The Hidden Gems of Wild Tripura - 
Discovery of the Hog Badger.

                                                         

Dipankar Deb,  Wild Tripura Foundation. 
Friday, 12th June, 2020                                          

The North-eastern region of India is a biodiversity Hotspot. The confluence of the three different Indo-Malayan, Indo-Chinese and Indian biogeographical realms make  this region unique in providing a profusion of different habitats, which features diverse biota with a high level of endemism. In this regard, our state Tripura is no exception. The forests of the state shelter some of the rarest wildlife, which are seldom seen elsewhere in the Country.

One such animal recently rescued from the forests of Kamalpur Sub-Division (Bhat Khawri area) of Dhalai District is the Hog Badger or the Greater Hog Badger (Arctonyx collaris), a rare mammal, which lacks proper documentation due to its highly elusive nature. Not many people have seen this bizarre creature in their life time.

 

Hog badgers are distributed primarily in Southeast Asia, starting from Sikkim and north-eastern China to Thailand. They are found on the North eastern part of the Indian subcontinent and the island of Sumatra.

 

Although it is described as the most common among the badgers found in Northeast India, it is listed as Vulnerable in the IUCN Red List of Threatened Species because the global population is thought to be declining due to high levels of poaching.

 

The Hog badger looks like a cross between a wild Boar and a small bear. Its coat is a uniform grizzled grey. For the local people, it is almost like a species of wild boar due to its colouration and pig like snout.

 

The rescue operation was carried out by the Forest Department, Govt. of Tripura in collaboration with the Wild Tripura Foundation, a leading Non Govt. Organisation of Tripura, which has played a pivotal role in rescuing wild animals for the last couple of years. Inmates of tribal village had informed the secretary of Wild Tripura Foundation, Sri Subhashis Sarkar about the accidental finding of three orphaned cubs, and soon after he along with the other members planned to rescue those orphaned cubs.

            On 11th June afternoon the whole team comprising of Sri Subhasish Sarkar, Dr. Krishnendu Das and Sri Aniket Roy reached the scheduled destination of Bhatkhawri Area. The local people were very cooperative and extended every possible help for fruition of the rescue operation. With utmost care they kept those three cubs in their custody until the rescue team reached there. Later on the cubs were handed over to the Forest Department. After a preliminary health check-up, all the three healthy cubs has been relocated in Sepahijala Zoological Park.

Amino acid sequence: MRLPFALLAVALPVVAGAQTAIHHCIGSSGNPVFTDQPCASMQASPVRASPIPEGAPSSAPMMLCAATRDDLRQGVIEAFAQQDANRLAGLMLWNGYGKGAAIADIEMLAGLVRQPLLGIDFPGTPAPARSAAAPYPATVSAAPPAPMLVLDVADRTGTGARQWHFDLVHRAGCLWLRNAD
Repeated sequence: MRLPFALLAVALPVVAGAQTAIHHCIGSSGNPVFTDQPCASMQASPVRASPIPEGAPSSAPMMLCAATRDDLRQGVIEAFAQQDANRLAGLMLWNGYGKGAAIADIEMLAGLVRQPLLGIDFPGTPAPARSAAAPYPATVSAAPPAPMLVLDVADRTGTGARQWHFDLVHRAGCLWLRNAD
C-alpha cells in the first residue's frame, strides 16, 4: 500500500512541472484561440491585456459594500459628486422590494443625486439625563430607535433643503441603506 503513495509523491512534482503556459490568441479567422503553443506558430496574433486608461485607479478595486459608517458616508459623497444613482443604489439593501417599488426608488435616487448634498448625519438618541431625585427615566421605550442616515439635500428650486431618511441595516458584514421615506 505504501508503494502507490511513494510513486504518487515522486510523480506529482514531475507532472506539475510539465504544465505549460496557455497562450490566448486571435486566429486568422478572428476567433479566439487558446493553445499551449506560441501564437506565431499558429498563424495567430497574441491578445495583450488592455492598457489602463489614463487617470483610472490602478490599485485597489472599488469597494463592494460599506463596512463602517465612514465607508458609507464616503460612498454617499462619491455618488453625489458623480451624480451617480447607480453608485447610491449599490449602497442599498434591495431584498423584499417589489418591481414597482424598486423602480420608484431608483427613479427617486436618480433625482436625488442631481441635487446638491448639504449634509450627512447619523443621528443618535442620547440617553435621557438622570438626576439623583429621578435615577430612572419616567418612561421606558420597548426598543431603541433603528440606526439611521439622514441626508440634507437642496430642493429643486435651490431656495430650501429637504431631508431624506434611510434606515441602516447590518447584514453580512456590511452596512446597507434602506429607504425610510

It is for the first time this rare Hog badger has been recorded from Tripura. No previous records of occurrence of this animal in the state are available with the Forest Department.  Two years ago, in 2018, two adult hog badgers, a male and a female, were rescued in separate incidents from Kaziranga National Park. Apart from this, there are no recent records from elsewhere in North-east India.

 

            This unique mammal along with other wildlife has thrived in the forests of Tripura from time immemorial. With the increase in population of the state, the habitats of these animals are shrinking every day. With the ever increasing pressure on forest lands to make room for human settlements, wild animals are forced out of their comfort zones to venture into human habitation, where they are mercilessly trapped and killed for bush meat. 

Generating awareness among the local people regarding the importance of wildlife and the critical role they play in sustaining the delicate ecosystem is the need of the hour for the viability of these rare animals in the long run, a step which has been undertaken by Wild Tripura Foundation since its inception.

In addition to this, enforcement of strictest wildlife protection laws in Tripura to protect these animals is an urgent need before it is too late.


 

References:
 

Menon V. (2014) Indian Mammals: A Field Guide, Hachette Book Publishing India Pvt. Ltd.

Encyclopedia of  Life Arctonyx collaris. Accessed on 12/06/2020 at http://eol.org/pages/328030/details.

 

Animal Diversity.  Accessed on 12/06/2020 at https://animaldiversity.org/accounts/Arctonyx_collaris/#B3E1498A-EE29-11E1-AE02-002500F14F28
 

Ecology Asia. Mammals of Southeast Asia: Hog Badger. Accessed on 12/06/2020 at http://www.ecologyasia.com/verts/mammals/hog-badger.htm.
 

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